Once they have access to your network, they create an ARP request. An ARP request is not malicious code, it innocently crawls the network, asking every device to simply reply back with its status, receiving device names, IP address, what patching has been done and what patching has not been done. This is a fairly normal request, but for a hacker this routine handshake with other devices exposes weaknesses. Firewalls are useless in this scenario. But what happens in a scenario where a device isn’t compromised? 

There are over 3 MILLION known cyber threats potentially being used in the world today, and even the most sophisticated firewall can’t manage throughput and look for over 3 million threats in real-time. So, firewall vendors had to invent clever ways to manage threats. 

In the same way your flu shot only protects you against the top 3 or 4 strains in your area, firewall vendors look for a limited set of threats in a similar fashion. Your body can’t possibly be vaccinated against everything without killing you, and your network can’t defend against viruses without frying. Enter AI.

2. Can AI Prevent Hacking?

Can hacking be stopped with AI? No.

AI is incredible in the preventative space, but it’s still a step behind. Hackers still have the ability to get into your network and then modify the log files before they are detected. This is because AI still needs to learn. In the time it takes to learn, it’s defeated. You don’t want your security to be predicated on something that takes time to learn something. You need to learn about never seen before threats. 

Let’s say the not-so-friendly global community of hackers came out with 100 new threats today. Your AI/Machine learning or security needs an unspecified amount of time to learn and understand the threat, and by the time it learns, there are 40 more, maybe 50, perhaps tomorrow there are 200 new threats. AI-driven security still needs time you don’t have—every day the gap increases. In my X-year cybersecurity career, I have yet to hear of an AI solution that tells you what it’s learned today. This problem is why many companies turn to intelligence.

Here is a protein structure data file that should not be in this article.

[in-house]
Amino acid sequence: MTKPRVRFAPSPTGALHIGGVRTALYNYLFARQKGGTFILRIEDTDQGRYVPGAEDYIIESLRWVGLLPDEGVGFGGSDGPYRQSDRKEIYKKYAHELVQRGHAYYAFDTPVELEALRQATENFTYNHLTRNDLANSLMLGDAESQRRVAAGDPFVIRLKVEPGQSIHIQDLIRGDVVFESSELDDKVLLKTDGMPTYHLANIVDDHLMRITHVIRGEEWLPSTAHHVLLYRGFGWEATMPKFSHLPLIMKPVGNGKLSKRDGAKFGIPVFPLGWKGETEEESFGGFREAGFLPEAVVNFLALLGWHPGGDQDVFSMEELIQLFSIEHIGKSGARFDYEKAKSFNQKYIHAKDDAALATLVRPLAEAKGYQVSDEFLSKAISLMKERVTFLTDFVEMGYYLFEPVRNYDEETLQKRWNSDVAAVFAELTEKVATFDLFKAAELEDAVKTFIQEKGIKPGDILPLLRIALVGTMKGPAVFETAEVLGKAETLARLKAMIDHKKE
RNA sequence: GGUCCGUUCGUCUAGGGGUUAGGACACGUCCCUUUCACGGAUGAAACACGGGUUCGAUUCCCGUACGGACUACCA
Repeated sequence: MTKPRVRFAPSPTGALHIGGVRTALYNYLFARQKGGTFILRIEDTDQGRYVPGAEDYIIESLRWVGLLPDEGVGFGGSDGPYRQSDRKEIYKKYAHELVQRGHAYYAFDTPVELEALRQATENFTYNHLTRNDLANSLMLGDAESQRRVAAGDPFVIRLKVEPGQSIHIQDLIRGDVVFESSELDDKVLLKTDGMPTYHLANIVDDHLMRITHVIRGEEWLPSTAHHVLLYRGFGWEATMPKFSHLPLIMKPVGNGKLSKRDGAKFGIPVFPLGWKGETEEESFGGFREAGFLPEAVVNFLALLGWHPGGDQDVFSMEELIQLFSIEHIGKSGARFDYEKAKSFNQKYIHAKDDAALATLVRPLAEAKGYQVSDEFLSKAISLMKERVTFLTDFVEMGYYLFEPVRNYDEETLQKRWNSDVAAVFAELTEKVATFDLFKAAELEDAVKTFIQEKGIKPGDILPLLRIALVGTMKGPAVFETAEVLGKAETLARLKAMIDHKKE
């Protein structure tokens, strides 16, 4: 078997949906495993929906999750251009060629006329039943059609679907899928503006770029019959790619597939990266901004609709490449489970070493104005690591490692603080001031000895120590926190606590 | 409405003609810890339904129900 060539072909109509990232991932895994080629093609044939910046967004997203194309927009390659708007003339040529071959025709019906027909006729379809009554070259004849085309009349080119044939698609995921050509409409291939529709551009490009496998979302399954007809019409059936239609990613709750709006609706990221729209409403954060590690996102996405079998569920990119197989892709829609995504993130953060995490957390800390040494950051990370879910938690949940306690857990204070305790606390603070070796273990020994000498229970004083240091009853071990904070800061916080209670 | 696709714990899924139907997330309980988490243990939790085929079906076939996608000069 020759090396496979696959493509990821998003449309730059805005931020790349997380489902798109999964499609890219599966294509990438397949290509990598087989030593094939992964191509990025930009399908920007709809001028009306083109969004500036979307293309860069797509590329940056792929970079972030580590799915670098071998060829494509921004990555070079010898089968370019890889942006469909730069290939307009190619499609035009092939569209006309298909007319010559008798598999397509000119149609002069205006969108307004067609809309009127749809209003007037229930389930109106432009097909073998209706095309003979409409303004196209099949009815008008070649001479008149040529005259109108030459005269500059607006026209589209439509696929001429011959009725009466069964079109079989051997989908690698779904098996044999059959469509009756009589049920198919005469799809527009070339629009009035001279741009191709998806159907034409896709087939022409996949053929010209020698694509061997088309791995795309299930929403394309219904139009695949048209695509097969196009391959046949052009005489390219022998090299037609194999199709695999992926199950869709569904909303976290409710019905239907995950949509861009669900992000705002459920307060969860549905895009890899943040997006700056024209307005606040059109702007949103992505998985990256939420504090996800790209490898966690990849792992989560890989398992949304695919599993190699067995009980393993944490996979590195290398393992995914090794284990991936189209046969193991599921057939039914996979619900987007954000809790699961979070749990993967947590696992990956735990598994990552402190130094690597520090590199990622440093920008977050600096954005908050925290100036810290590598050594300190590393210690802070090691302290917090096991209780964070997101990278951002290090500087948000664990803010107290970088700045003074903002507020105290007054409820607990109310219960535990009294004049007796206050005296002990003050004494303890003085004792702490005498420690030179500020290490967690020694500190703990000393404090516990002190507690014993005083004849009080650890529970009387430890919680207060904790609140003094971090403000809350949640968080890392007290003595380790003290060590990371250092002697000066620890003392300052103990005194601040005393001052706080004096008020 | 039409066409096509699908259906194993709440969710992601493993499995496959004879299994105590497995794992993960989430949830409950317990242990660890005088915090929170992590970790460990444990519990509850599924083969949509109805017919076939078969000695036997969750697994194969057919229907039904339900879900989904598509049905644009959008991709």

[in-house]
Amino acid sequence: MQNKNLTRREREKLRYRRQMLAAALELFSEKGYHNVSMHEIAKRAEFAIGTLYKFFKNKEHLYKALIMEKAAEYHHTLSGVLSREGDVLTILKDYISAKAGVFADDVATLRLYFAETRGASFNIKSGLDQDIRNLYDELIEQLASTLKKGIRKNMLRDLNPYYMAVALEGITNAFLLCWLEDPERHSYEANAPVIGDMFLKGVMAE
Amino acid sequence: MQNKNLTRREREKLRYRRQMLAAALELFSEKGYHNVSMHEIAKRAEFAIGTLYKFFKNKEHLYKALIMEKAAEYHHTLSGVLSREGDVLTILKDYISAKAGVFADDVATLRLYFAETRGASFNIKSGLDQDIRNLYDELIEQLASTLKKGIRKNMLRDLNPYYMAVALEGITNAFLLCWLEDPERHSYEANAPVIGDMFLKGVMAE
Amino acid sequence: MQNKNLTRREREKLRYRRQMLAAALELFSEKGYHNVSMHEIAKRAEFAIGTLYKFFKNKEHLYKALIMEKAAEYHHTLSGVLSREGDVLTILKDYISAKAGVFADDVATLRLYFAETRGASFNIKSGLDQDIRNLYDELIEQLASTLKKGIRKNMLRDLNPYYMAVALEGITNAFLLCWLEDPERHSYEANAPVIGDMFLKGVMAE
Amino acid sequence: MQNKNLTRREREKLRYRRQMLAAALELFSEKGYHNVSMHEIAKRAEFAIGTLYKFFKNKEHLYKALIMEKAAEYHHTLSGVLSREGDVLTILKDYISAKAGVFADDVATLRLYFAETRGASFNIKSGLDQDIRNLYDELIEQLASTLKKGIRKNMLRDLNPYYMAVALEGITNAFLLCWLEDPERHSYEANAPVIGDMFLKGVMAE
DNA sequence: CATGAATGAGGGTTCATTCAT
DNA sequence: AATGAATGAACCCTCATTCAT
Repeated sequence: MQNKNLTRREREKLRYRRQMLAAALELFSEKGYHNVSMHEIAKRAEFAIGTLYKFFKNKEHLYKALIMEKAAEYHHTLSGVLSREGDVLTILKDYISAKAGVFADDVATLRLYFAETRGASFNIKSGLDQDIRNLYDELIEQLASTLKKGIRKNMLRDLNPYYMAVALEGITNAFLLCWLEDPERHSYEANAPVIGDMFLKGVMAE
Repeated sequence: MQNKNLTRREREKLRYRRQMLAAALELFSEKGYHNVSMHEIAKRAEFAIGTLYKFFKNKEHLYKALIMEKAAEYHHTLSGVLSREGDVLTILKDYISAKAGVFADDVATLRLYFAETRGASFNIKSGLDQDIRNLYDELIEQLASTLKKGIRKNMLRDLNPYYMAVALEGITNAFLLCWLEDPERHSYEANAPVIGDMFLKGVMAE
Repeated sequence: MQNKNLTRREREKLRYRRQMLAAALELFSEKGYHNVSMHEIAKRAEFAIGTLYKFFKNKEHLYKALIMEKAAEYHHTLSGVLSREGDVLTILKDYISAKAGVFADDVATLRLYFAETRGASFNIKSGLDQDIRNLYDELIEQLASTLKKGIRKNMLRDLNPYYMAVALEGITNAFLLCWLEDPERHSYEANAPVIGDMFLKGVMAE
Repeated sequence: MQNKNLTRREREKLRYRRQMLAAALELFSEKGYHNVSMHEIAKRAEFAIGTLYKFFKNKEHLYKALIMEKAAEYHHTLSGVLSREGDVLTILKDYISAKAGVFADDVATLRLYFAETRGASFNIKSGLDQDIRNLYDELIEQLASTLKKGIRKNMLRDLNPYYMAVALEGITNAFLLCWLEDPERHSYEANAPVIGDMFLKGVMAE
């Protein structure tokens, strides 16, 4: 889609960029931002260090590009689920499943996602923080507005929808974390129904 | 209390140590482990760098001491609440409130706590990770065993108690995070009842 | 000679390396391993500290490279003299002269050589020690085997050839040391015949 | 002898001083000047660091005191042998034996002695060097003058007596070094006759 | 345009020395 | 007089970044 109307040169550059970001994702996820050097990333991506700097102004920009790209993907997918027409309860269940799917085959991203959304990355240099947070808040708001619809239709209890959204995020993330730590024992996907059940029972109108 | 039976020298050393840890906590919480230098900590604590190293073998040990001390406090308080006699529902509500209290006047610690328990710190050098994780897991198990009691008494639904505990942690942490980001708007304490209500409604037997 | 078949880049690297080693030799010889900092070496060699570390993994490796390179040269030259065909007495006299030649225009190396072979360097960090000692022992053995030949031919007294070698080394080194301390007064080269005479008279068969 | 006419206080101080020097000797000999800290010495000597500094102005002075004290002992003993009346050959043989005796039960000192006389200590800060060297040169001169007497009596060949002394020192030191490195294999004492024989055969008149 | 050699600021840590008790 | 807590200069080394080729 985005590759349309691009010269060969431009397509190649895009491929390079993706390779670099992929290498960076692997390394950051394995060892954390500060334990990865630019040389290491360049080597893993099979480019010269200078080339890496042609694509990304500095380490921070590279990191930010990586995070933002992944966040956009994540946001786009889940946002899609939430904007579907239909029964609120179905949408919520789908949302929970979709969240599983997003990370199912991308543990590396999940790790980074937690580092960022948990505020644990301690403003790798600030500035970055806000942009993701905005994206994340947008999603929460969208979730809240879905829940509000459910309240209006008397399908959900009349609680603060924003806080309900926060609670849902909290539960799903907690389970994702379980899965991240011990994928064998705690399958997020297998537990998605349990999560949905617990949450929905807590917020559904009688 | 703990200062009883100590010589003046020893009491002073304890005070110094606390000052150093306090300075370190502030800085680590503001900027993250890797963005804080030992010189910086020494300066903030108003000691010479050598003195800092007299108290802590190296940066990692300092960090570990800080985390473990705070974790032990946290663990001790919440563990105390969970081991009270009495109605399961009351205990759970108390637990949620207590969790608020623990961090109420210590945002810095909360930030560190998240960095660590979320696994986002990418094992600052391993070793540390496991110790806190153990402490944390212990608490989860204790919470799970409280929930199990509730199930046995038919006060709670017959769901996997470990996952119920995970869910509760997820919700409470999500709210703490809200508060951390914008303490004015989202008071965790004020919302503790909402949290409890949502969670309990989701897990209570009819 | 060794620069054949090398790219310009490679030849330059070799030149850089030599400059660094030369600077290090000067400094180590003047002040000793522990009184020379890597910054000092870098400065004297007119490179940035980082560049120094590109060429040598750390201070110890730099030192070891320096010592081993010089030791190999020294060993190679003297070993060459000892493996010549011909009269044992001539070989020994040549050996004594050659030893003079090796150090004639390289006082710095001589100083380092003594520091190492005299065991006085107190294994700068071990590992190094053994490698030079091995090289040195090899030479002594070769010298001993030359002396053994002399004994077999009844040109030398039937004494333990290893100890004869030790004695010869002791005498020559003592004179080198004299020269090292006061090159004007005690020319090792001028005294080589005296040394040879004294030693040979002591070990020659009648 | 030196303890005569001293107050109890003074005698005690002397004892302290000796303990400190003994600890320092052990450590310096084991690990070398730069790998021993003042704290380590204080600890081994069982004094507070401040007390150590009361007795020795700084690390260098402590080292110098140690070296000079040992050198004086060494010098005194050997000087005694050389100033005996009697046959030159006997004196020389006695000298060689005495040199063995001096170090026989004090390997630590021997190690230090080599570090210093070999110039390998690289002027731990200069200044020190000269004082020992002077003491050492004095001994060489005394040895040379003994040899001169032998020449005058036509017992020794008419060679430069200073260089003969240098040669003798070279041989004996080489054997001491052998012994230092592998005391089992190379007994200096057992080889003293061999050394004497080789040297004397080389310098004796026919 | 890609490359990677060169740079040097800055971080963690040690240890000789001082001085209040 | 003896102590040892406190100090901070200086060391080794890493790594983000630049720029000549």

3. Can Intelligence Prevent Hacking?

Can hacking be stopped with intelligence? No.

Most security companies that sell threat feeds have a large global team or network of Cybersecurity sleuths. They share their latest threats discovered, all over the web. At Verizon, I was part of a weekly threat team that discussed and shared new threats we found every week, publishing a weekly Intelligence summary for our customers who paid for this service. There’s one flaw with this process as well. Hackers got our updates.

Threat actors not only have test labs but also find clever ways to subscribe to these update services posing as legitimate businesses. The second a cybersecurity intelligence company publishes an Intelligence update, hackers know their timeline is up and move on, meaning the threat every enterprise customer is now protected against likely won’t even be used against them.